// a new highlighter that gives us some abstract text of the item with the hits highlighted
Highlighter highlighter = new Highlighter(new QueryScorer(query));

// step through each result and format it before returning it to the client
for (int i = 0; i < hits.Length(); i++)
// get the actual item
Item itm = Index.GetItem(hits.Doc(i), db);
if (itm != null)
string retStr = string.Empty;
// get all the fields of the item..
Sitecore.Collections.FieldCollection fields = itm.Fields;
// .. and step through them so we'll be able to show where the hit was found
for (int j = 0; j < fields.Count; j++)
Sitecore.Data.Fields.Field field = itm.Fields[j];
if (field != null)
string fieldname = field.DisplayName;
if (string.IsNullOrEmpty(fieldname))
fieldname = Sitecore.Globalization.Translate.Text("[Unknown field]");
string s = StringUtil.RemoveTags(field.Value);
TokenStream tokenStream = analyzer.TokenStream(new System.IO.StringReader(s));
// use the highlighter to try and get highlighted hit in the text
string highlightedText = highlighter.GetBestFragments(tokenStream, s, 3, "...");
string formattedOutput = retStr;
if (highlightedText.Length > 0)
retStr = formattedOutput + "<div><span class=\"scField\">" + fieldname + ":</span> \"" + highlightedText + "\"</div>";
else if (s.IndexOf(searchstring, StringComparison.CurrentCultureIgnoreCase) >= 0)
retStr = formattedOutput + "<div><span class=\"scField\">" + fieldname + ":</span> \"" + StringUtil.Clip(s, 0x40, true) + "\"</div>";
string updated = itm.Statistics.Updated.ToString("d", culture);
string nameandversion = itm.Language.CultureInfo.DisplayName + ", " + itm.Version;
sb.Append("<div style=\"padding:8px 0px 8px 0px\"><a href=\"" + itm.Paths.GetFriendlyUrl(true) + "\" class=\"scResult\">" + Sitecore.Resources.Images.GetImage(itm.Appearance.Icon, 0x10, 0x10, "absmiddle", "0px 4px 0px 0px") + itm.DisplayName + "</a><br/>" + retStr + "<div class=\"scResultInfo\">" + itm.Paths.Path + "[" + nameandversion + "] - " + updated + "</div></div>");
sb.Append("<div class=\"scNotFound\" style=\"padding:8px 0px 8px 0px\">" + Sitecore.Resources.Images.GetImage("Applications/16x16/error.png", 0x10, 0x10, "absmiddle", "0px 4px 0px 0px") + Sitecore.Globalization.Translate.Text("Item not found") + "</div>");
this.SearchResultsPanel.Controls.Add(new LiteralControl(sb.ToString()));
catch (Exception exception)
this.SearchResultsPanel.Controls.Add(new LiteralControl(exception.Message));

If things go wrong: make sure you have set up the index correctly and that the index is created in the /indexes folder of your installation. to manually trigger the reindexing go via the databases option in the control panel in sitecore (sitecore menu > control panel).

the full source code for this post and the previous post will be made available here later on, for now you can email or comment if you want the details of the code sent to you..

feel free to comment or email if you have any ideas or questions.



Tuesday, October 23, 2007

Tutorial: implementing lucene.NET search

The following code implements a lucene.NET search routine, ready to run: C# Code
/// <summary> /// Searches for a specified string using the built-in engine /// </summary> /// <param name="searchString">the string to search for</param> /// <param name="indexName">the name of the index</param> /// <param name="databaseName">the database to perform the search within</param> /// <returns>System.Collections.Generic.List<Sitecore.Data.Items.Item></returns> public List<Item> Search(string searchString, string indexName, string databaseName) { // initially set up the returning results list List<Item> results = new List<Item>(); // make sure string is not empty prior to starting the search if (searchString != string.Empty) { // get the specified index Index searchIndex = Sitecore.Configuration.Factory.GetIndex(indexName); // allocate a collection of hits.. Hits hits = null; // get the database to perform the search in.. Database db = Sitecore.Configuration.Factory.GetDatabase(databaseName); try { // run the search.. hits = searchIndex.Search(searchString, db); } catch (Exception ex) { // log error message to the sitecore log file.. Sitecore.Diagnostics.Log.Error("Custom Search failed with the following message: " + ex.Message, this); // .. and return null.. return null; } // iterate thru the hits we got from the search for (int i = 0; i < hits.Length(); i++) { // get a document referrer.. Document document = hits.Doc(i); // .. so we can get the id.. string itemID = document.Get("_docID"); // .. so we can get a pointer to the item in itself.. ItemPointer pointer = ItemPointer.Parse(itemID); // .. so we can get the actual item.. Item itm = Sitecore.Configuration.Factory.GetDatabase(databaseName).Items[pointer.ItemID, pointer.Language, pointer.Version]; // .. so we finally can add the item to the returning list if (itm != null) { results.Add(itm); } }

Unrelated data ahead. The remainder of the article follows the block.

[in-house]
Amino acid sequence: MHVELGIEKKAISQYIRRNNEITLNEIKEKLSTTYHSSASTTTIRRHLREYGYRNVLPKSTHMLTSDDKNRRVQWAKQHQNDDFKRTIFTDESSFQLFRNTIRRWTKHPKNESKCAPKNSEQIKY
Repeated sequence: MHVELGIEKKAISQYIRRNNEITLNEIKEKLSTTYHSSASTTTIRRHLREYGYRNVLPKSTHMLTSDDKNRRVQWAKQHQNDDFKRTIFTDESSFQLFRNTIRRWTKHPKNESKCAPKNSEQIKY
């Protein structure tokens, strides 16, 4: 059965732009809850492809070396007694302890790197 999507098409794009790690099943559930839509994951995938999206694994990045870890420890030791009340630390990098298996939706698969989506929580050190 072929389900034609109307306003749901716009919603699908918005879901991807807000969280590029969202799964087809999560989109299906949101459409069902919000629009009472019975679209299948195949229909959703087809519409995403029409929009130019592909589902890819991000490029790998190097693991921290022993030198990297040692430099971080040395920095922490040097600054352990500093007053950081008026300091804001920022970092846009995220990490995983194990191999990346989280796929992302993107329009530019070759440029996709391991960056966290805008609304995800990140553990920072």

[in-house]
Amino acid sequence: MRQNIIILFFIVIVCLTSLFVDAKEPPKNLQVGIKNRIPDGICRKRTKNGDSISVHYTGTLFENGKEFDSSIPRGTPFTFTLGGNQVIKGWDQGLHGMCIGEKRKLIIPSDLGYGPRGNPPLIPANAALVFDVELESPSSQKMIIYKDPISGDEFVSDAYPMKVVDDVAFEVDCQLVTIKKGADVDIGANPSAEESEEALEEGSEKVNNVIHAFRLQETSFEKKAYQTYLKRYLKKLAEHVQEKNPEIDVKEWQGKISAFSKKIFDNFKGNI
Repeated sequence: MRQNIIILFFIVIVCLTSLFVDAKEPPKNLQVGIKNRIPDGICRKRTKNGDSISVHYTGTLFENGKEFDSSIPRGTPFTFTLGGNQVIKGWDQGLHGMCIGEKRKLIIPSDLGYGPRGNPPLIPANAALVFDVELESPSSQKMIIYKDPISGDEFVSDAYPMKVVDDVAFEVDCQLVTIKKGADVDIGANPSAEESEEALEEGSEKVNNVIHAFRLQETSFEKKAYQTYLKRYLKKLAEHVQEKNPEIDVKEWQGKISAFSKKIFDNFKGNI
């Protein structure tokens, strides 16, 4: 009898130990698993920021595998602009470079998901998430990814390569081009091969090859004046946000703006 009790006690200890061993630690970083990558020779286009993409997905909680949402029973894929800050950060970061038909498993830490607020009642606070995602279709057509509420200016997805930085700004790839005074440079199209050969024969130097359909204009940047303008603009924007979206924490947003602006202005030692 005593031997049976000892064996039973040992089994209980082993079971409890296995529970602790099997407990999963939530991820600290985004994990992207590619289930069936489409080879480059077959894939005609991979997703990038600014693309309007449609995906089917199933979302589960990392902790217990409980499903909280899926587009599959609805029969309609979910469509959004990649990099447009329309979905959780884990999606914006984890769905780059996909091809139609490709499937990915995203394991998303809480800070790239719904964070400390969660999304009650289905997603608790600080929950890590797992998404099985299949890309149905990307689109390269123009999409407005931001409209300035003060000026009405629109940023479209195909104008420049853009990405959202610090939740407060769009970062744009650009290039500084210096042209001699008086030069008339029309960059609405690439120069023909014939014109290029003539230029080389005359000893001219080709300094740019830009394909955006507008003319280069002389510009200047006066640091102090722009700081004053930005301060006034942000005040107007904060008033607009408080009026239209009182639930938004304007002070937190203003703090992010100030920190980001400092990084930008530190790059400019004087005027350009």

Usage example searching for "sample" in the system index in the master database:
System.Collections.Generic.List<Sitecore.Data.Items.Item> searchresults = Search("sample", "system", "master");
Extended usage example To use it on a site you could for example create a sublayout with a simple textbox and button, then hook it up to the routine and you'd be set to go.. something like: (this example assumes the existance of the SearchButton and SearchTextBox)
protected void SearchButton_Click(object sender, EventArgs e) { // get search, usually directly from a textbox string search = SearchTextBox.Text.Trim(); // try to get search results from a specified index List<Item> searchresults = Search(search, "system", "master"); // validate existing result prior to moving on if (searchresults!=null && searchresults.Count>0) { // step thru the items we've found in the search foreach (Item itm in searchresults) { // output the search results.. Response.Write(itm.Name + ": " + itm.Paths.GetFriendlyUrl(true)); } } }